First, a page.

How Debt-Settlement Companies Skirt the New FTC Rules
Despite the new rules, consumer groups warn that plenty of illicit debt-settlement businesses continue to thrive on the Internet, uncontrolled by the government. "The amount of consumer harm in this issue is unbelievable," says Christopher Viale, CEO of Cambridge Credit counseling, a nonprofit that tries to arrange low-cost debt resolutions for consumers. "There's $40 billion to $50 billion wrapped up in these types of programs, and there is only a 2% success rate."
Companies seeking upfront fees certainly exist. DailyFinance called one company, chosen at random, that advertises its services on Twitter. In a phone interview, a representative at a debt-settlement firm in Arizona said the company could settle credit-card debts for as low as 20 cents on the dollar, that it guarantees its services and that it would need an advance fee of $5,000 to start the settlement process. However, under the new rules, companies are prohibited from doing all of those things on the phone.
The Latest Loopholes
Debt-settlement companies offer to help people work their way out of heavy credit-card debts by bargaining with the credit-card companies: They agree to set up reasonable payment programs with the consumers in return for reductions in total debt. The threat is that the credit card companies will get nothing if they don't cooperate, but industry figures indicate these settlement companies rarely are successful in winning concessions from the big banks.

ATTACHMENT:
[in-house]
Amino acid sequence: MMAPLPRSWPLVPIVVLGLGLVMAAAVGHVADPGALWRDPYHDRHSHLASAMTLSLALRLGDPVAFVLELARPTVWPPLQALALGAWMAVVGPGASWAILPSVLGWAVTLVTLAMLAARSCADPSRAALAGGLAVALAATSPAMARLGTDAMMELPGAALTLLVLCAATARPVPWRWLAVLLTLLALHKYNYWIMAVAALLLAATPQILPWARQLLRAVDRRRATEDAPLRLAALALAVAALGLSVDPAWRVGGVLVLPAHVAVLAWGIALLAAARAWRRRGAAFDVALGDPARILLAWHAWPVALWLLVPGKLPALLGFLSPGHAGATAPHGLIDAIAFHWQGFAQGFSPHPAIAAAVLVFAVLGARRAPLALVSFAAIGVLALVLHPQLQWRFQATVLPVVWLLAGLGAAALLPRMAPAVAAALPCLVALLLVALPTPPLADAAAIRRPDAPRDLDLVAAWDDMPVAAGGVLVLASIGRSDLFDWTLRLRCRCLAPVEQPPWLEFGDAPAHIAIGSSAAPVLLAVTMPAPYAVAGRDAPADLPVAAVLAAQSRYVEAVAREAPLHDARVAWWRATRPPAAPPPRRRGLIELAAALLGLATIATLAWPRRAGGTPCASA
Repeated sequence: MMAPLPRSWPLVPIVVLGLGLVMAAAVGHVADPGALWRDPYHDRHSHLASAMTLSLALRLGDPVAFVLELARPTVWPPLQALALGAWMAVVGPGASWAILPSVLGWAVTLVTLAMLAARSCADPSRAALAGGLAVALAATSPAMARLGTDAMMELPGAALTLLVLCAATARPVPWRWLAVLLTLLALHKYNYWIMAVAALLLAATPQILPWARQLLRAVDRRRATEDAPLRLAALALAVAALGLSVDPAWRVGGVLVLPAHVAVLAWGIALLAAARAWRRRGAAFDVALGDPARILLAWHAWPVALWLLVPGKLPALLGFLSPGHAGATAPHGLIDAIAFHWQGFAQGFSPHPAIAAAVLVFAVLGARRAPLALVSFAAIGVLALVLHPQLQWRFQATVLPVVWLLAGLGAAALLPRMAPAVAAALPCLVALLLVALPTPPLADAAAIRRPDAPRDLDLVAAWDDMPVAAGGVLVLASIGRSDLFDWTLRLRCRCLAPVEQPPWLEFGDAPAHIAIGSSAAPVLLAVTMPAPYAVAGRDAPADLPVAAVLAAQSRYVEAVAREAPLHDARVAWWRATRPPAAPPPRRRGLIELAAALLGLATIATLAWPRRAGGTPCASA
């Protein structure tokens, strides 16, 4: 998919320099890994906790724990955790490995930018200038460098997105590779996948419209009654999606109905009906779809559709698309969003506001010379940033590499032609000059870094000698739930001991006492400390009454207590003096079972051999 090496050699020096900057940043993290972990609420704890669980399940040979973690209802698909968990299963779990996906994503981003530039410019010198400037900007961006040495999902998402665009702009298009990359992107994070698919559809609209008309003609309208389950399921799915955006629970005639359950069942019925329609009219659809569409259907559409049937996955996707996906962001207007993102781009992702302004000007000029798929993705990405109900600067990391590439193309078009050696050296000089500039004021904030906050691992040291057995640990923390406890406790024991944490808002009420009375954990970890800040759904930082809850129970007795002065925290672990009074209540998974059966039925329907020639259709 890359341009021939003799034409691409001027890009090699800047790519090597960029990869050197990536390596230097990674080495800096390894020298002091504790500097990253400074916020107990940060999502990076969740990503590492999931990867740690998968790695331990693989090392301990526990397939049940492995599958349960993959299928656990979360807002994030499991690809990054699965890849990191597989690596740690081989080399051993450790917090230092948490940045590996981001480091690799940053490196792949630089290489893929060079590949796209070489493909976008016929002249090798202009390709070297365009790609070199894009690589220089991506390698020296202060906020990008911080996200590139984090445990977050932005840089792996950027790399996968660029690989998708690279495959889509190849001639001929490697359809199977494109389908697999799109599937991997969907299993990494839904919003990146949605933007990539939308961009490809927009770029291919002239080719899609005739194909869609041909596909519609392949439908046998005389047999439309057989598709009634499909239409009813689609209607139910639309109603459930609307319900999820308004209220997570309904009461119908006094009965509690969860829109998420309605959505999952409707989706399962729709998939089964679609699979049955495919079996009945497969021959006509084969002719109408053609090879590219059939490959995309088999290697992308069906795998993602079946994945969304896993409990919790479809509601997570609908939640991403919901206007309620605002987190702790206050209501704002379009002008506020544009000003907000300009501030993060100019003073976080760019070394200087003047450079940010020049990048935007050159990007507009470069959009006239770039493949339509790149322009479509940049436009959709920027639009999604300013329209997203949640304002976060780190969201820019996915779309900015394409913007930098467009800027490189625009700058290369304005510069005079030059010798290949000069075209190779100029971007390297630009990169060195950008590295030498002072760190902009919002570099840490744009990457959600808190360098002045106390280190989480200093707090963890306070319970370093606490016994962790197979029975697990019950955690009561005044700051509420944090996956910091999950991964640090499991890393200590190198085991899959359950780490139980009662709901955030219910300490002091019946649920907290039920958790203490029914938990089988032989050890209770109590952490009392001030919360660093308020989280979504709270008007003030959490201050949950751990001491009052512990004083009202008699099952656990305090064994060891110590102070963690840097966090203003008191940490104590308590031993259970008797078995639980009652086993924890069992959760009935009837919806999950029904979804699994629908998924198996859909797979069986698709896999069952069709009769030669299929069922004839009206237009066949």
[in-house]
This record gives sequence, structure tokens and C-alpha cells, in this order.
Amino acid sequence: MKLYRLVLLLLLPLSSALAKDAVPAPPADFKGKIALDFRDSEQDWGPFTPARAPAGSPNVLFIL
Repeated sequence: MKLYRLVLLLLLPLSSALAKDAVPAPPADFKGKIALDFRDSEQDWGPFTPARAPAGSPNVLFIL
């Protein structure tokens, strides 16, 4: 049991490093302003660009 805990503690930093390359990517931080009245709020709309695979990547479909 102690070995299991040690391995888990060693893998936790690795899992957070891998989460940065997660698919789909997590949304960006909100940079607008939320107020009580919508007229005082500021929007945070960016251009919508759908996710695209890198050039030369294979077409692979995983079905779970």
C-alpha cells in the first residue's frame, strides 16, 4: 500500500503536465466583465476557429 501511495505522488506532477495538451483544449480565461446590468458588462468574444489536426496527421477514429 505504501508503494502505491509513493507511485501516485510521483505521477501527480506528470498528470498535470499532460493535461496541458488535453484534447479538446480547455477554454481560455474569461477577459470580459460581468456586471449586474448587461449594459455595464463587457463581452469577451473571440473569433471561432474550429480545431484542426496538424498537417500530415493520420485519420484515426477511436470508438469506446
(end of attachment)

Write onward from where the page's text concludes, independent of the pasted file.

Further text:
But FTC regulations specifically state that legal fees are not exempt from the regulations unless the sales pitch is made in person by the law firm, and not over the phone. As a result, some debt-settlement firms are now sending notaries and other officials to meet potential clients in Starbucks and Dunkin' Donuts outlets to get around that restriction, Viale says. The Association of Attorneys for Debt Resolution didn't return a call requesting comment.
Thinly Disguised Marketing
In another twist, some companies send text messages inviting debtors to participate in a survey about how to get out of debt. They then claim they're not telemarketing, but merely conducting a a survey.